At the age of only 27, in a place that sells sin and big dreams, the doctor’s daughter managed the improbable: she achieved overnight notoriety. Last summer, criminal charges laid against Heidi Fleiss revealed a ring of prostitution that caught some of Hollywood’s biggest names in its net of rumor and innuendo. Soon infamous for her “black books”—actually red-covered Gucci notebooks—Fleiss seemed to revel in the attention. She gave interviews to magazines, appeared on talk shows and even opened a store called Heidi Wear. But last week, when Fleiss appeared in court on charges of violating bail—she has tested positive for drugs six times since August—media coverage was muted. The spotlight fell instead on preparations for the more sensational O. J. Simpson
murder trial, set to begin in the same Los Angeles courthouse on Sept 26. For Fleiss, that may have been a good Fleiss: drug
thing. Tired-looking in her -
prison garb, she was ordered to enter a drug treatment centre. And, for a moment, the alleged madam seemed childlike. “I want to go home,” she groaned.
But there may not be much time to relax in her $2-million Benedict Canyon home. Although her trial on five state charges of pandering and one of possessing narcotics—she has pleaded not guilty—was to begin the same day as Simpson’s, the Fleiss trial was delayed last week until mid-October. Her lawyer, Donald Marks, said Fleiss needs more time for drug treatment. If convicted, she could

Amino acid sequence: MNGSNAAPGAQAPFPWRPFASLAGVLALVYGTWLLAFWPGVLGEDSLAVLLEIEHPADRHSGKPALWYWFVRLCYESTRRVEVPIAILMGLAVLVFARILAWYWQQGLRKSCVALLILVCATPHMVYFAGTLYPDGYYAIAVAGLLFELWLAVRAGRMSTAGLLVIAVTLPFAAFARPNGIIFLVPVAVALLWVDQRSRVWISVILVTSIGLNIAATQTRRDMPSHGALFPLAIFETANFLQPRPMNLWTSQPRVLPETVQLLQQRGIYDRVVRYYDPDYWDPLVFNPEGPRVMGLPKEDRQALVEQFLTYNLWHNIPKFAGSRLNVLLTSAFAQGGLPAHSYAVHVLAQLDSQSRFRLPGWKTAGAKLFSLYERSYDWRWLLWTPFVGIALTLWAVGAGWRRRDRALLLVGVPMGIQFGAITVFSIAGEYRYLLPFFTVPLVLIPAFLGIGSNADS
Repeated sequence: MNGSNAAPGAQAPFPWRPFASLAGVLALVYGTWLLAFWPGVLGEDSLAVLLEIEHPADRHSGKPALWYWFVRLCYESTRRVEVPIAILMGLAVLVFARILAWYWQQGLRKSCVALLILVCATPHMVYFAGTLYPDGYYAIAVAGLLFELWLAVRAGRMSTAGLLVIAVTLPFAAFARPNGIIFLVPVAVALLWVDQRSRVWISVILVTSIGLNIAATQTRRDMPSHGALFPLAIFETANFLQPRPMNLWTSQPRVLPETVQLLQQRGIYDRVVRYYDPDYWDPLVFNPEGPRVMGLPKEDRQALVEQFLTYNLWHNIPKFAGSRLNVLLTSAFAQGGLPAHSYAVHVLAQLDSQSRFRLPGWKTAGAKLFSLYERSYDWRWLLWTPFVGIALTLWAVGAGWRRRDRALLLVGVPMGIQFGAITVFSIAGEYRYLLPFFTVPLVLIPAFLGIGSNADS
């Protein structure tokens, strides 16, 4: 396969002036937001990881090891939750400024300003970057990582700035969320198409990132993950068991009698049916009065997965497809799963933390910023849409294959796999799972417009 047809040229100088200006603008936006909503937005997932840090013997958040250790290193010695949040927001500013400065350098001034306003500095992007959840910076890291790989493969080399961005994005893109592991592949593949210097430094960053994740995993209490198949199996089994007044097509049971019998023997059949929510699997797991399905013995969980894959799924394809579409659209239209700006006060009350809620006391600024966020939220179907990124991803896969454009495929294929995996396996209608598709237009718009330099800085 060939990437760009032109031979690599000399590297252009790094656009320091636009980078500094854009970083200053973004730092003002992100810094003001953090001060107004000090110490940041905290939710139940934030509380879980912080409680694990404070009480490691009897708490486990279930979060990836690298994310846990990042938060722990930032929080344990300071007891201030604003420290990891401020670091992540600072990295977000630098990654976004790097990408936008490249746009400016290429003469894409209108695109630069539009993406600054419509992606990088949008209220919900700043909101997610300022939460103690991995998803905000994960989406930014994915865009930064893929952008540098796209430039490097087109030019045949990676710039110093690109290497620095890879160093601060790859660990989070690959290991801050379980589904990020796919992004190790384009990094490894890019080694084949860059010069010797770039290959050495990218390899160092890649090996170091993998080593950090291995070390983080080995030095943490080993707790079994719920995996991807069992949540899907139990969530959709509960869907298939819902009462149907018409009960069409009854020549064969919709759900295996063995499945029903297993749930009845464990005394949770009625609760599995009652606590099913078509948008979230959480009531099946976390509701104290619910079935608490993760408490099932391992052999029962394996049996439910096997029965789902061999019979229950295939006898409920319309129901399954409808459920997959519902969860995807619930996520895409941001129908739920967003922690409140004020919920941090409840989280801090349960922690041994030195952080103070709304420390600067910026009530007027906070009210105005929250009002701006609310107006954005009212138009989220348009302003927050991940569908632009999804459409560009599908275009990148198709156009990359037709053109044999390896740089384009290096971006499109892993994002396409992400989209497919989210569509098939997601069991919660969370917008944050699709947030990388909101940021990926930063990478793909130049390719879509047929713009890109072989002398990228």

face a maximum sentence of 12 years. More daunting are a separate set of federal ^ charges scheduled for trial lat| er this year. According to I those allegations, Fleiss and 5 her father, Paul Fleiss, 60, a treatment Los Angeles-area pediatrician, - evaded taxes by hiding hundreds of thousands of dollars in profits from her prostitution ring. On those charges, the maximum sentence for Fleiss is 188 years in prison and a $7.4-million fine.
Whatever her fate, there will be more opportunities to catch up on Fleiss’s not-so-brilliant career. Former boyfriend Ivan Nagy, 55, for one, has sold his story to TV for $135,000. When it comes to making money, as Fleiss herself has said, “people will do anything.”
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